Jefferson Virologists Create Rabies Virus-Based Vaccine Against HIV
Researchers at Jefferson Medical College are using a new ploy to combat HIV, the AIDS virus: Rabies.
Scientists have devised for the first time an HIV vaccine using a weakened rabies virus to carry a piece of the HIV “coat” into a cell. In rousing the body into making anti-HIV antibodies, they may have found a way to effectively turn on the immune system against the virus. The work, which for now is limited to tests in mice, lends hope to eventually designing such a vaccine against HIV in humans.
The researchers, led by Matthias Schnell, PhD, Assistant Professor of Biochemistry and Molecular Pharmacology, and Roger J. Pomerantz, MD, Professor of Medicine, Biochemistry and Molecular Pharmacology, Chief of the Division of Infectious Diseases, and Director of the Center for Human Virology, both of Jefferson Medical College, reported their findings March 28 in the Proceedings of the National Academy of Sciences.
Using the rabies virus as a vehicle for a vaccine is novel, says Dr. Pomerantz.
“The rabies virus is the vehicle to get an HIV envelope protein to express itself, thus getting the attention of the immune system. It’s not only the first use of a rabies virus for an HIV vaccine, it’s the first use of a whole group of viral vectors – non-segmented negative-stranded RNA viruses – for HIV vaccines.”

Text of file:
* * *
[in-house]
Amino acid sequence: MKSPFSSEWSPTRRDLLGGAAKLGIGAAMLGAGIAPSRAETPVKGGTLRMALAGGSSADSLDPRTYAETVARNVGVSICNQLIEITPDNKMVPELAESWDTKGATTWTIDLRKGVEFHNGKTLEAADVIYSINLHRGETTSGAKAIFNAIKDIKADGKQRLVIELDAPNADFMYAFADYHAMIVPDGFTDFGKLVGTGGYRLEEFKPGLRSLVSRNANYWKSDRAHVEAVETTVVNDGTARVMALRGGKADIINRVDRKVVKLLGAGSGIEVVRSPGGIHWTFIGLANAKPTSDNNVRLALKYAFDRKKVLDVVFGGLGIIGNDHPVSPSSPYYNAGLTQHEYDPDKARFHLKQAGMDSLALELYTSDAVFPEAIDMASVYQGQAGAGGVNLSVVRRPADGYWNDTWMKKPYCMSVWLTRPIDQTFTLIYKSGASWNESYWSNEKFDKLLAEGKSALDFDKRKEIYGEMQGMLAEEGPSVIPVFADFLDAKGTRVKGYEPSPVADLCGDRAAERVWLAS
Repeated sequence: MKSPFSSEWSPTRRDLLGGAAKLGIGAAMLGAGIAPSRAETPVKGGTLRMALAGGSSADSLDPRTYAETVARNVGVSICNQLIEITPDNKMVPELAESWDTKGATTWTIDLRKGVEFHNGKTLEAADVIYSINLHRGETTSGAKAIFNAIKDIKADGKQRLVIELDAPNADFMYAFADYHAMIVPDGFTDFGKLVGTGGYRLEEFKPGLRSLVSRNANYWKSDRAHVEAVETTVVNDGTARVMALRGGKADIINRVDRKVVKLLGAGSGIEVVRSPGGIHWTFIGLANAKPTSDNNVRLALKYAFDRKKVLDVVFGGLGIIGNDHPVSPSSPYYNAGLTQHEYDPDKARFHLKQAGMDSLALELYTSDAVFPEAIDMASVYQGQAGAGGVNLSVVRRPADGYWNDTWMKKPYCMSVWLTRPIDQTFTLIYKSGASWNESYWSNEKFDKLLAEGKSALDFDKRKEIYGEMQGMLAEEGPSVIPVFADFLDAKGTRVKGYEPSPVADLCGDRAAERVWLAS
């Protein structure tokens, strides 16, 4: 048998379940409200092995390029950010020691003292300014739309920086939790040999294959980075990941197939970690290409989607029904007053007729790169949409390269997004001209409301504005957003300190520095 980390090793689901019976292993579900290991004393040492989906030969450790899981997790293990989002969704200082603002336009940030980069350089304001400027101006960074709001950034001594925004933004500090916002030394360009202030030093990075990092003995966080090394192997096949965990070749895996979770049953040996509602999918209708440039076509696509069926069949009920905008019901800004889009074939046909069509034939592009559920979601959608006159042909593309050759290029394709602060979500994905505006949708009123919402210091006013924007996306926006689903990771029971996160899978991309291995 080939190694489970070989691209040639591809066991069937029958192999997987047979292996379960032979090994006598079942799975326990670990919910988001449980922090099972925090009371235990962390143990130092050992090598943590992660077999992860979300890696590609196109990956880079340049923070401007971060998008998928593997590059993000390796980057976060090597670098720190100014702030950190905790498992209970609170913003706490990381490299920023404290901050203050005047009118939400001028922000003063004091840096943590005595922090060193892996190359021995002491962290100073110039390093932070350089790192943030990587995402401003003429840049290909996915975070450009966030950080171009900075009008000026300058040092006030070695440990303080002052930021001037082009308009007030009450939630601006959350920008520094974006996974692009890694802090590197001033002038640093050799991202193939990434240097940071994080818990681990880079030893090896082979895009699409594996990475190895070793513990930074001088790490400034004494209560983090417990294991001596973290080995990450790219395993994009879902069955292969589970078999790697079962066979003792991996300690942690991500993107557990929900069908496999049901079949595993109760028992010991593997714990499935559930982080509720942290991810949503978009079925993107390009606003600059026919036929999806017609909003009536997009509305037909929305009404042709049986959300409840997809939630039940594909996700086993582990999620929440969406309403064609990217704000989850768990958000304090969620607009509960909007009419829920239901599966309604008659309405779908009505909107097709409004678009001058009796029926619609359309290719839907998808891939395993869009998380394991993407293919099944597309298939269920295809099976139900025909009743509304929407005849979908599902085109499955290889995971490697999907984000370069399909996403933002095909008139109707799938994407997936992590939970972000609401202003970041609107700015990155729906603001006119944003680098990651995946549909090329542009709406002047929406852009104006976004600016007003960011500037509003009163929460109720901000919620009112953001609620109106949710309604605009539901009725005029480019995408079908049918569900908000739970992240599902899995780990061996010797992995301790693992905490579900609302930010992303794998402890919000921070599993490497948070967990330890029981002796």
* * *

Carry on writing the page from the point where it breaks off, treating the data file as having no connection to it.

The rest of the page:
The researchers are now also working on using the same approach against other viruses such as hepatitis C.
The scientists would like to continue testing the vaccine in more mice and then in other animal models in collaboration with scientists at the University of California at Davis. Those studies will likely begin in the next few months.
Much research remains to be done. “This is only in mice so far,” Dr. Pomerantz says. “We still have to prove it’s safe, and it will work against other worldwide HIV strains and in other animals. There’s never been an approach that fully works in non-human primates, for example. That’s the Holy Grail.
“There’s been a lot on HIV vaccines in the last 15 years,” Dr. Schnell says. “It’s very promising, but we by no means yet have the definitive HIV vaccine.”